Daily News is a weekly current affairs magazine published by The Week and curated by editors from dozens of trusted sources. It is the antidote to news overload, giving you a quick understanding of what’s happening right now, and why it matters. Read it wherever you are, online or in the app.
Each Daily News article includes comprehension and critical thinking questions for students to consider, as well as “Background” and “Resources” sections that provide additional information on the topic. You can also sign-up for a free Daily News email to get a brief summary of each day’s articles.
The Yale Daily News is the nation’s oldest college daily newspaper and serves the Yale community in New Haven, Connecticut. The News is independent of the university, both financially and editorially. Each day it publishes articles focusing on local, national and international news. It has a long history of coverage of campus and student life. It also has several annual and special issues celebrating the campus’ Indigenous, Black, Latino, Asian American and Pacific Islander communities in collaboration with the university’s cultural centers and affiliated student groups.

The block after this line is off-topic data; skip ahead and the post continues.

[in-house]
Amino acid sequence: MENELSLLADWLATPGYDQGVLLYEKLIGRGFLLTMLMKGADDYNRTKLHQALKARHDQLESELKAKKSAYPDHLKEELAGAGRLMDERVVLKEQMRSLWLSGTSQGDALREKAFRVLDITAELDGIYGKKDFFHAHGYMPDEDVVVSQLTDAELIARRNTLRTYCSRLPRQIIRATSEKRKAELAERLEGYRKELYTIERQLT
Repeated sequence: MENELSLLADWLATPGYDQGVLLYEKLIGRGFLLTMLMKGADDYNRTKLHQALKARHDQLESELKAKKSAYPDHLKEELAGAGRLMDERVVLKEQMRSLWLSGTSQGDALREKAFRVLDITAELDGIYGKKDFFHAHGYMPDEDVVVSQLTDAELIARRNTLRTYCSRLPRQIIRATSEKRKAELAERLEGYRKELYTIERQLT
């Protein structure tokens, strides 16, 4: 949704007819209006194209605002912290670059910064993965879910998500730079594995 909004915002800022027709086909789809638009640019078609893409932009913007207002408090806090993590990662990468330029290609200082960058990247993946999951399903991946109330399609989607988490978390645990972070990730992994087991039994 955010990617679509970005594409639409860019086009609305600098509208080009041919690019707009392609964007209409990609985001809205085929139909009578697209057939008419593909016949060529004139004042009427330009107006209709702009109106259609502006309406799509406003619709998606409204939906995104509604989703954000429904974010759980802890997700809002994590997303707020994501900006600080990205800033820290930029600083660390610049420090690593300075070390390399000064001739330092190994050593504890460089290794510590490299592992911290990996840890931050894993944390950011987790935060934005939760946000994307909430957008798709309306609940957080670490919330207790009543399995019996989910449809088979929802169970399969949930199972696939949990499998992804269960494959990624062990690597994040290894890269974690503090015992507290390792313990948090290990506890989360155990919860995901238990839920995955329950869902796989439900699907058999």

The News is based in the 220 East 42nd Street building in Manhattan, an historic city landmark designed by John Mead Howells and Raymond Hood, which served as the inspiration for the Daily Planet building in the first two Superman movies. The News moved to its current location at 450 West 33rd Street (also known as 5 Manhattan West) in 1995.
Each Daily News episode offers a fresh, provocative take on the day’s top stories and events, written by journalists with deep reporting expertise and a wide range of perspectives. We also feature a series of short videos that allow viewers to see their world from the perspective of people in it, providing unique insight into the complexity of social problems and the ways people try to overcome them.
This rich, fascinating and necessary anatomy of what happens when a town’s newspaper dies is a story repeated across America as ‘news deserts’ proliferate at an alarming rate. Fortunately, solutions are on the horizon and, as Conte’s deeply reported book demonstrates, they can be found in the efforts of dedicated individuals to create a new kind of local journalism. It is a timely, urgent and uplifting read.